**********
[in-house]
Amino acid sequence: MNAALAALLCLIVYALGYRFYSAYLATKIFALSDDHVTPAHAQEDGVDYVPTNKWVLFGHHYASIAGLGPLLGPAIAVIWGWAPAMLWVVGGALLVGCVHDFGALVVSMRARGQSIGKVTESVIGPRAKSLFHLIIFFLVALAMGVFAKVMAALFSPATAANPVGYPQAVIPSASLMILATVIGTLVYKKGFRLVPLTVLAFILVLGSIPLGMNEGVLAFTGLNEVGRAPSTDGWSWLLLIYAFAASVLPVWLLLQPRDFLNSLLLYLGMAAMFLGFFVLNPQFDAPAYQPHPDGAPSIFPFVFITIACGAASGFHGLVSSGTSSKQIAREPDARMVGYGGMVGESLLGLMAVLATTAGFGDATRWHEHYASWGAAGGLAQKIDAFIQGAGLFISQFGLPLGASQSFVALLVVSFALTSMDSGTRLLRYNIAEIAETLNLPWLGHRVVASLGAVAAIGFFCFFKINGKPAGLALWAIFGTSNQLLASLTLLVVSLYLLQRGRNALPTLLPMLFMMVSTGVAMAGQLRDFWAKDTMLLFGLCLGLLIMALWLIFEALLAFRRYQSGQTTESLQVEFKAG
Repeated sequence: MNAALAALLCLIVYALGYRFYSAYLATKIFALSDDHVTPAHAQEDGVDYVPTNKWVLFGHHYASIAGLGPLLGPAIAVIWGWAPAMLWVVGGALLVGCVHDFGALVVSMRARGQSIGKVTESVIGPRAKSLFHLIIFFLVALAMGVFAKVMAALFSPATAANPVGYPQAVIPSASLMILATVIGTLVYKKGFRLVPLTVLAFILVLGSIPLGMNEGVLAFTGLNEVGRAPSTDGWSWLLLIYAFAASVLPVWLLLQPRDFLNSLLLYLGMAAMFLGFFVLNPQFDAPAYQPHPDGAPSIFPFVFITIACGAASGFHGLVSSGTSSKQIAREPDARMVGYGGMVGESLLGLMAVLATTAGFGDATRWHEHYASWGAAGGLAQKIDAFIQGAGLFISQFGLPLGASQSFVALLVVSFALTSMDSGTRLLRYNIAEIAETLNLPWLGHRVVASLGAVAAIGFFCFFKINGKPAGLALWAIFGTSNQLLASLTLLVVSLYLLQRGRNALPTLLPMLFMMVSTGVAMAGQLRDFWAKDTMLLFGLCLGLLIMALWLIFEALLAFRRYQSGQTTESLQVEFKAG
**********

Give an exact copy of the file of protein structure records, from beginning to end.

[in-house]
Amino acid sequence: MNAALAALLCLIVYALGYRFYSAYLATKIFALSDDHVTPAHAQEDGVDYVPTNKWVLFGHHYASIAGLGPLLGPAIAVIWGWAPAMLWVVGGALLVGCVHDFGALVVSMRARGQSIGKVTESVIGPRAKSLFHLIIFFLVALAMGVFAKVMAALFSPATAANPVGYPQAVIPSASLMILATVIGTLVYKKGFRLVPLTVLAFILVLGSIPLGMNEGVLAFTGLNEVGRAPSTDGWSWLLLIYAFAASVLPVWLLLQPRDFLNSLLLYLGMAAMFLGFFVLNPQFDAPAYQPHPDGAPSIFPFVFITIACGAASGFHGLVSSGTSSKQIAREPDARMVGYGGMVGESLLGLMAVLATTAGFGDATRWHEHYASWGAAGGLAQKIDAFIQGAGLFISQFGLPLGASQSFVALLVVSFALTSMDSGTRLLRYNIAEIAETLNLPWLGHRVVASLGAVAAIGFFCFFKINGKPAGLALWAIFGTSNQLLASLTLLVVSLYLLQRGRNALPTLLPMLFMMVSTGVAMAGQLRDFWAKDTMLLFGLCLGLLIMALWLIFEALLAFRRYQSGQTTESLQVEFKAG
Repeated sequence: MNAALAALLCLIVYALGYRFYSAYLATKIFALSDDHVTPAHAQEDGVDYVPTNKWVLFGHHYASIAGLGPLLGPAIAVIWGWAPAMLWVVGGALLVGCVHDFGALVVSMRARGQSIGKVTESVIGPRAKSLFHLIIFFLVALAMGVFAKVMAALFSPATAANPVGYPQAVIPSASLMILATVIGTLVYKKGFRLVPLTVLAFILVLGSIPLGMNEGVLAFTGLNEVGRAPSTDGWSWLLLIYAFAASVLPVWLLLQPRDFLNSLLLYLGMAAMFLGFFVLNPQFDAPAYQPHPDGAPSIFPFVFITIACGAASGFHGLVSSGTSSKQIAREPDARMVGYGGMVGESLLGLMAVLATTAGFGDATRWHEHYASWGAAGGLAQKIDAFIQGAGLFISQFGLPLGASQSFVALLVVSFALTSMDSGTRLLRYNIAEIAETLNLPWLGHRVVASLGAVAAIGFFCFFKINGKPAGLALWAIFGTSNQLLASLTLLVVSLYLLQRGRNALPTLLPMLFMMVSTGVAMAGQLRDFWAKDTMLLFGLCLGLLIMALWLIFEALLAFRRYQSGQTTESLQVEFKAG